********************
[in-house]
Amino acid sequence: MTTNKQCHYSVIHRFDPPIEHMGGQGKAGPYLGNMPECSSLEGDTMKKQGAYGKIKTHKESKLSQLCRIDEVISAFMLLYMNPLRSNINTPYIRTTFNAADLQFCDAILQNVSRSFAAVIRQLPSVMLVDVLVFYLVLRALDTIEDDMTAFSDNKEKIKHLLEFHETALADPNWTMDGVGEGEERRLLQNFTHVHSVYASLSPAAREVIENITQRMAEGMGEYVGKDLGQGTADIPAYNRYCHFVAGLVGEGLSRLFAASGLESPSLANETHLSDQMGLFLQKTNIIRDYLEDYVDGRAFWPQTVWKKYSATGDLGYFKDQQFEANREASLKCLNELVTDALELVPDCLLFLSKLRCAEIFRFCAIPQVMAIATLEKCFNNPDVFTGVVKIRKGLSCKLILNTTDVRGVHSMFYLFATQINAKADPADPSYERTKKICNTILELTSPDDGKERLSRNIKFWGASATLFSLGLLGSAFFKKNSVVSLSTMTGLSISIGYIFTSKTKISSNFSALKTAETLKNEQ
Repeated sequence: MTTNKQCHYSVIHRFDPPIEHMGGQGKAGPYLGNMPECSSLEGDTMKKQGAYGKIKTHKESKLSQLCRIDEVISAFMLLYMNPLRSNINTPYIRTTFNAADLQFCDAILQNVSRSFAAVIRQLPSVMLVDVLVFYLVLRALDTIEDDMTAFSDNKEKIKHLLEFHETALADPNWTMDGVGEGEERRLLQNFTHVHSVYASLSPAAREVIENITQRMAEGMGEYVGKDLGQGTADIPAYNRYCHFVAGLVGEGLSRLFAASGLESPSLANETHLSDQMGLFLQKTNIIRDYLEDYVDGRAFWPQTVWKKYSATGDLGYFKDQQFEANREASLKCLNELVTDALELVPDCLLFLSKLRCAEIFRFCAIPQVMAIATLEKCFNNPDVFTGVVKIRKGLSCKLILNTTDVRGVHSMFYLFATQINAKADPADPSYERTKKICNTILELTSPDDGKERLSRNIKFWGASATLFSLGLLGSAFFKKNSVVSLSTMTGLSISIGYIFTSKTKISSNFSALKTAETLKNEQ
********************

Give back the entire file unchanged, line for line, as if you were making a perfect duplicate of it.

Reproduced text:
[in-house]
Amino acid sequence: MTTNKQCHYSVIHRFDPPIEHMGGQGKAGPYLGNMPECSSLEGDTMKKQGAYGKIKTHKESKLSQLCRIDEVISAFMLLYMNPLRSNINTPYIRTTFNAADLQFCDAILQNVSRSFAAVIRQLPSVMLVDVLVFYLVLRALDTIEDDMTAFSDNKEKIKHLLEFHETALADPNWTMDGVGEGEERRLLQNFTHVHSVYASLSPAAREVIENITQRMAEGMGEYVGKDLGQGTADIPAYNRYCHFVAGLVGEGLSRLFAASGLESPSLANETHLSDQMGLFLQKTNIIRDYLEDYVDGRAFWPQTVWKKYSATGDLGYFKDQQFEANREASLKCLNELVTDALELVPDCLLFLSKLRCAEIFRFCAIPQVMAIATLEKCFNNPDVFTGVVKIRKGLSCKLILNTTDVRGVHSMFYLFATQINAKADPADPSYERTKKICNTILELTSPDDGKERLSRNIKFWGASATLFSLGLLGSAFFKKNSVVSLSTMTGLSISIGYIFTSKTKISSNFSALKTAETLKNEQ
Repeated sequence: MTTNKQCHYSVIHRFDPPIEHMGGQGKAGPYLGNMPECSSLEGDTMKKQGAYGKIKTHKESKLSQLCRIDEVISAFMLLYMNPLRSNINTPYIRTTFNAADLQFCDAILQNVSRSFAAVIRQLPSVMLVDVLVFYLVLRALDTIEDDMTAFSDNKEKIKHLLEFHETALADPNWTMDGVGEGEERRLLQNFTHVHSVYASLSPAAREVIENITQRMAEGMGEYVGKDLGQGTADIPAYNRYCHFVAGLVGEGLSRLFAASGLESPSLANETHLSDQMGLFLQKTNIIRDYLEDYVDGRAFWPQTVWKKYSATGDLGYFKDQQFEANREASLKCLNELVTDALELVPDCLLFLSKLRCAEIFRFCAIPQVMAIATLEKCFNNPDVFTGVVKIRKGLSCKLILNTTDVRGVHSMFYLFATQINAKADPADPSYERTKKICNTILELTSPDDGKERLSRNIKFWGASATLFSLGLLGSAFFKKNSVVSLSTMTGLSISIGYIFTSKTKISSNFSALKTAETLKNEQ